The Misuse of Drugs Act 1971 (“the 1971 Act”) controls drugs that are “dangerous or otherwise harmful” primarily under a 3-tier system of classification (A, B and C) which provides a framework within which criminal penalties are set with reference to the harm a drug has or is capable of having when misused and the type of illegal activity undertaken in regard to that drug.
Section 2A and 2B of the 1971 Act provides that the Secretary of State may make an order (a “temporary class drug order”) if two conditions are met. The first condition is that the substance is not a Class A, B or C drug. The second condition is that the Secretary of State has either consulted with the Advisory Council on the Misuse of Drugs (“the ACMD”) and has determined that the temporary class drug order should be made, or otherwise has received a recommendation to that effect from the ACMD. After carrying out such consultation the Secretary of State can only proceed to make the order if it appears that the drug is one that is being, or is likely to be, misused, and that misuse is having, or is capable of having, harmful effects. A corresponding requirement applies before the ACMD may make a recommendation. Under section 7A of the 1971 Act, the Secretary of State may also make provision (which may take the form of applying any provision made under sections 7(1), 10 or 22 of the 1971 Act) so as to allow for the lawful production and supply of a temporary class drug and provision for preventing misuse including safe custody.
A framework of criminal penalties similar to those under the 3-tier classification, but excluding the offence of simple possession, applies to drugs that are subject to temporary control. On indictment, the maximum penalties for offences relating to temporary class drug are - on indictment for supply, production or importation/exportation fourteen years’ imprisonment and/or an unlimited fine; on summary conviction, for supply, production or importation/exportation, six months’ imprisonment and/or a prescribed fine (including, for the latter, one determined by the value of the drugs if greater than the specified amount).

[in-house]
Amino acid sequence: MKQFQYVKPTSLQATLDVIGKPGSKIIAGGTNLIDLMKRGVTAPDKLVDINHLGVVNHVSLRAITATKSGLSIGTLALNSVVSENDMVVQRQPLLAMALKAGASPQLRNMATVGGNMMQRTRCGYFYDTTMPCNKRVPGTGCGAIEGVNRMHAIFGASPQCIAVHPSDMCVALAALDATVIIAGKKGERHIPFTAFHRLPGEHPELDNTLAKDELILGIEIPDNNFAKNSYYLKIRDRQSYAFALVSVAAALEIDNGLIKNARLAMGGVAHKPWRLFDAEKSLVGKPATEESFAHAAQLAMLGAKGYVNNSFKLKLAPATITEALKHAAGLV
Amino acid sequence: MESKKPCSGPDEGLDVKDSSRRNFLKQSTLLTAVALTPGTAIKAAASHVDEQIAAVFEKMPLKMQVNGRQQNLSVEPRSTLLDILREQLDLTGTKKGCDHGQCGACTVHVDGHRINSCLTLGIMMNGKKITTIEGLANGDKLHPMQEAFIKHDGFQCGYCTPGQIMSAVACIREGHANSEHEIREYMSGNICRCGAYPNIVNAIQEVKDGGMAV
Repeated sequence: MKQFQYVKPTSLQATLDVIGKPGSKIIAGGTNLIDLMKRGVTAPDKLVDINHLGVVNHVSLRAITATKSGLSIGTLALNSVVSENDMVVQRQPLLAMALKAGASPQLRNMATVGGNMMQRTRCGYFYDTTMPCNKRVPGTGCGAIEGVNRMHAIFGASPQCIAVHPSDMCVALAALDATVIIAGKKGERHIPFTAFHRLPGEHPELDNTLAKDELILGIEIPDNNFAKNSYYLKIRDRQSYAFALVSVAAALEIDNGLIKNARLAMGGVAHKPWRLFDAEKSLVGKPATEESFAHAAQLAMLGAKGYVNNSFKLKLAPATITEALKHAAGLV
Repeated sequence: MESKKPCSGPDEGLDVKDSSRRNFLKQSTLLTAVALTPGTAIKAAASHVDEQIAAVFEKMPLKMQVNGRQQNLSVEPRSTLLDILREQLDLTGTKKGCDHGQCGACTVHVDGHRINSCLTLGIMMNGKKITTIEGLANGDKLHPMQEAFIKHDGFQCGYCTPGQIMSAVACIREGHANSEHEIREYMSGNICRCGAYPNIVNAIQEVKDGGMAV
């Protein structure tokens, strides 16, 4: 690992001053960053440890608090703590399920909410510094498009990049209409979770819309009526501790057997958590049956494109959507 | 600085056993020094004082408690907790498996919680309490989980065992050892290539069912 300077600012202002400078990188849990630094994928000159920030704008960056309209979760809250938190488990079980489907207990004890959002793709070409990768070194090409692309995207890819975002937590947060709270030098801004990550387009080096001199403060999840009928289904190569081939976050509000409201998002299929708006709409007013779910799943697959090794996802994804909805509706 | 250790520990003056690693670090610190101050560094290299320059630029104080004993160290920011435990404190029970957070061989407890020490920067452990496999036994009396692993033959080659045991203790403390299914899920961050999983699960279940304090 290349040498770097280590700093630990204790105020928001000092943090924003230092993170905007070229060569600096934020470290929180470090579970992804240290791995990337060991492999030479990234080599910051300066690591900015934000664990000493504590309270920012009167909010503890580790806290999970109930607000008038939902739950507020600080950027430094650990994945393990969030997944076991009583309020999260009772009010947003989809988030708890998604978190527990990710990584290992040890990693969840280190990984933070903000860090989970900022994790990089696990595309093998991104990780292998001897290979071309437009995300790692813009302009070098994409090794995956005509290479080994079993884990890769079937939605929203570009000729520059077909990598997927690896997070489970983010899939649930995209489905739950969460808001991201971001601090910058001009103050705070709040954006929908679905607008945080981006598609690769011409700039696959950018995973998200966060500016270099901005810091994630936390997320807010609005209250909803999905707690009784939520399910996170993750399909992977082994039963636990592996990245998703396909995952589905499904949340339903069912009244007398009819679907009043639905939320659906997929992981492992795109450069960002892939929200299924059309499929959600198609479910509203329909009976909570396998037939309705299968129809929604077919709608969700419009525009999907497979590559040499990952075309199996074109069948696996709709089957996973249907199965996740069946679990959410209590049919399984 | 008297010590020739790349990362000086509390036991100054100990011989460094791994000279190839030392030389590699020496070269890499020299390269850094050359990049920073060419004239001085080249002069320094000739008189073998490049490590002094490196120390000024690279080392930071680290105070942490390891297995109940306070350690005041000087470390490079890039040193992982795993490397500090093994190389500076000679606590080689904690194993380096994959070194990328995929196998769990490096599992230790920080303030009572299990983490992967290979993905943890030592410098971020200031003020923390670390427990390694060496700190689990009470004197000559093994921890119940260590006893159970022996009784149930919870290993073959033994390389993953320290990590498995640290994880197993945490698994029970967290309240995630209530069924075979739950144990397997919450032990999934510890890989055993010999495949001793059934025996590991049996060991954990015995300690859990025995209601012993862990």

Methoxetamine is an analogue of the Class C drug ketamine and a ‘dissociative anaesthetic’. The AMD’s assessment is that methoxetamine is a harmful and dangerous drug. The pattern of harmful effects reported following acute use of methoxetamine is similar to that seen with acute ketamine toxicity- including hallucinations, catatonia and dissociative effects. Methoxetamine appears to also present significant additional toxicity, the effects of which include agitation, cardiovascular effects including tachycardia (a fast heart rate), hypertension (high blood pressure) and cerebellar features such as ataxia (unsteadiness on the feet). The ACMD highlights that cerebellar features are rarely seen with other drugs and are not seen with acute ketamine toxicity.
The ACMD advises that the harms associated with methoxetamine are significant enough to warrant to temporary control, and also that methoxetamine has no legitimate industrial or medicinal use, though there may be some limited use for research purposes. As the Order also applies the Misuse of Drugs Regulations 2001 as if methoxetamine was a controlled drug to which Schedule 1 of the 2001 Regulations applied, the effect is that the use of methoxetamine for research can only take place under a Home Office licence.
This document contains the annexes for Home Office circular 008/2012.